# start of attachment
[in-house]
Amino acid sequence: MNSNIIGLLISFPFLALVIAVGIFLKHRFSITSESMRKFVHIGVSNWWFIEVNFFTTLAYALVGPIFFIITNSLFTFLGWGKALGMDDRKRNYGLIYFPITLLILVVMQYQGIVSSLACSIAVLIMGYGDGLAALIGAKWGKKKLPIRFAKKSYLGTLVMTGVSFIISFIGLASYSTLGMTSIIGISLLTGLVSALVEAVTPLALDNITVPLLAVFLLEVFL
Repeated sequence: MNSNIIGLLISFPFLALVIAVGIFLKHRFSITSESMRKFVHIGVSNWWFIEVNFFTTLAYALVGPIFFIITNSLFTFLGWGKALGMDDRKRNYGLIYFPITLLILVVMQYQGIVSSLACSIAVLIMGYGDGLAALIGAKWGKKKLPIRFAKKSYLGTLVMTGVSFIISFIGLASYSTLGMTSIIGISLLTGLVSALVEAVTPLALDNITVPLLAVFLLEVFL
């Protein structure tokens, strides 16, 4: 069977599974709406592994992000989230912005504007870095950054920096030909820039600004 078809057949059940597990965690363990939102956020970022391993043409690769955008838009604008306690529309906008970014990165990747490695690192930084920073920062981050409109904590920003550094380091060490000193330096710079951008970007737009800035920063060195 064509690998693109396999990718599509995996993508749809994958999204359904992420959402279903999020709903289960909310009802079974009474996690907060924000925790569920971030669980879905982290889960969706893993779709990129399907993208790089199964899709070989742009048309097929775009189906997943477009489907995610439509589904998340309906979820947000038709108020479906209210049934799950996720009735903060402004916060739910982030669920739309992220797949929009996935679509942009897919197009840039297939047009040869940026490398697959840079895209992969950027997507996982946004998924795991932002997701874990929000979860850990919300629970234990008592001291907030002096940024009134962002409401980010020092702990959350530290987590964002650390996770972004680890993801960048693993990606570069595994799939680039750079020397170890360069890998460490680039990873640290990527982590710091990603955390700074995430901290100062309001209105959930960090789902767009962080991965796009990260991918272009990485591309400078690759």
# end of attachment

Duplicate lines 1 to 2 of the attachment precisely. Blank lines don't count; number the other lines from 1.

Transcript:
[in-house]
Amino acid sequence: MNSNIIGLLISFPFLALVIAVGIFLKHRFSITSESMRKFVHIGVSNWWFIEVNFFTTLAYALVGPIFFIITNSLFTFLGWGKALGMDDRKRNYGLIYFPITLLILVVMQYQGIVSSLACSIAVLIMGYGDGLAALIGAKWGKKKLPIRFAKKSYLGTLVMTGVSFIISFIGLASYSTLGMTSIIGISLLTGLVSALVEAVTPLALDNITVPLLAVFLLEVFL